This installment of the interview series brings us Dana Rudolph of Mombian – Sustenance for Lesbian Moms. I first discovered Mombian when I started blogging and was thrilled to see a site like this for lesbian Moms even though I don’t have kids personally. After all being a Mom is a hugely important job, but you need to nourish and grow yourself personally even while you’re being a Mom. A lot of times that gets lost in the shuffle and falls to the bottom of the priority pile. Ignoring your own needs only results in cranky, unhappy Moms who resent their kids and we all know that kids pick up on that. Not to mention I am a big advocate for walking your talk to teach your kids through example that it is important to take care of yourself and make YOU a priority. Never too soon to teach that lesson from home.
Now onto the wonderfully rich interview with Dana.
1) What was your inspiration to start Mombian – Sustenance for Lesbian Moms?
Mombian was the creation of several coverging influences. I’d been involved in LGBT advocacy for some time, as head of Merrill Lynch’s LGBT employee network, but becoming a mom channeled my interests into LGBT family issues. I became a stay-at-home mom after my son’s first year and wanted an activity that would keep my activist and business neurons firing. My background is in marketing and business strategies for online services, so an online outlet seemed natural.
In looking at existing Web sites, I found personal blogs by LGBT parents, LGBT parenting sites focused on legal, political, and medical issues, non-LGBT sites with advice and ideas on childraising, and sites of LGBT political and entertainment news. There seemed to be a need, however, for a site at the intersection of these areas, a place that combined general and LGBT-specific childraising advice and ideas, LGBT news from a parent’s perspective, and a hearty helping of lesbian culture to remind us that parenting doesn’t mean abandoning all our other interests.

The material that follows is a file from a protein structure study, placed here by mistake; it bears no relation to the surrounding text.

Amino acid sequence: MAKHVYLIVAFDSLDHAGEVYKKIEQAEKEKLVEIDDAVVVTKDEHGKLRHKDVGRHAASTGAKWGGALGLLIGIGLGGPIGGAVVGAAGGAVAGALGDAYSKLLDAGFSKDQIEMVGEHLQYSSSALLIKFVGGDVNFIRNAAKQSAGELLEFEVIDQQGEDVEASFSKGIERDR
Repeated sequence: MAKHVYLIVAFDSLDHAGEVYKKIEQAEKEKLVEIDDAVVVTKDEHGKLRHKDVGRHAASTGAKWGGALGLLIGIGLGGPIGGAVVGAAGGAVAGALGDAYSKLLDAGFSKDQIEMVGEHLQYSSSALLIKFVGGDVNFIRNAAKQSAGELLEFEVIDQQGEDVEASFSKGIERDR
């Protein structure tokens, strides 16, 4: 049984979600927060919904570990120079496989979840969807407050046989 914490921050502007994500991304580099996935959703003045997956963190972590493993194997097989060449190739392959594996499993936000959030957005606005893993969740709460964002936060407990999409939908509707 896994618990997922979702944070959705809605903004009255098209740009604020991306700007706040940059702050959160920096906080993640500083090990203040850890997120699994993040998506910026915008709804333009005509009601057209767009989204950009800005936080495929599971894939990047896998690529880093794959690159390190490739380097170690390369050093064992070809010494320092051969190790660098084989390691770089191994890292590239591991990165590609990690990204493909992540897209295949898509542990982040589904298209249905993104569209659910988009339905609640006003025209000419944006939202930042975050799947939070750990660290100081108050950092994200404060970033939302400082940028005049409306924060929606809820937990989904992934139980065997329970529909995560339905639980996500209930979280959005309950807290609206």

I like to call Mombian a “lifestyle site for lesbian moms.” I’ve been doing a series of posts about this season of The L Word, for example, focusing on the show’s depiction of parents and children. I’ve noted when mainstream children’s toys inadvertently include androgynous family figures. I review new books for LGBT parents and their children ( e.g., The Different Dragon) as well as non-LGBT books that are still appropriate for our children or of interest to us as parents ( e.g., Lunch Lessons). Every Friday I also do a roundup of LGBT political news for busy parents who may not have kept up during the week.
I added the Mombian Resource Directory to the blog because my blogroll got too big. The Directory now has over 400 links to resources for LGBT parents on starting a family, raising a family, LGBT law and politics, building community (LGBT parenting blogs, forums, and offline groups), and caring for ourselves. Users can submit links, too, so the Directory is really a group effort.
2) Tell us a little about your decision to leave the (outside) work world to be a full time stay at home Mom. What was easiest/hardest part of making that choice?
My partner carried our son (with an egg from me), and stayed home for about a year while I worked. At that point, my business unit reorganized, and I decided I didn’t want to stay with the new group. My partner and I agreed that we’d both look for jobs, and whoever got the best offer would take it, with the other one staying home. I had an offer from a startup in a not-so-LGBT-friendly state, and my partner had one from a very LGBT-friendly, stable corporation, so she took the offer and I stayed home.
The easiest thing was agreeing with my partner about how we would make the decision. We felt lucky to be in a position, both in terms of our careers and our relationship, where either of us could have done either role.
One of the hardest parts of staying at home, though, is finding things to keep my brain engaged in an intellectual way. Not that raising children doesn’t take brainpower, but it’s a different kind of thinking. It’s also hard not bringing in my own money. My partner and I had always shared household expenses, but paid for our own incidentals–books, lunches with other friends, hobby-related items, etc. I have to remind myself that it’s all right to spend “her” money (now “our” money) when I want to treat myself to a latte. Not that she cares–neither of us is a spendthrift, and we’ve always trusted each other with money–but it’s a mental hurdle for me after years of working to maintain my own financial freedom.
3) What kind of experience do you have/did you have before starting Mombian?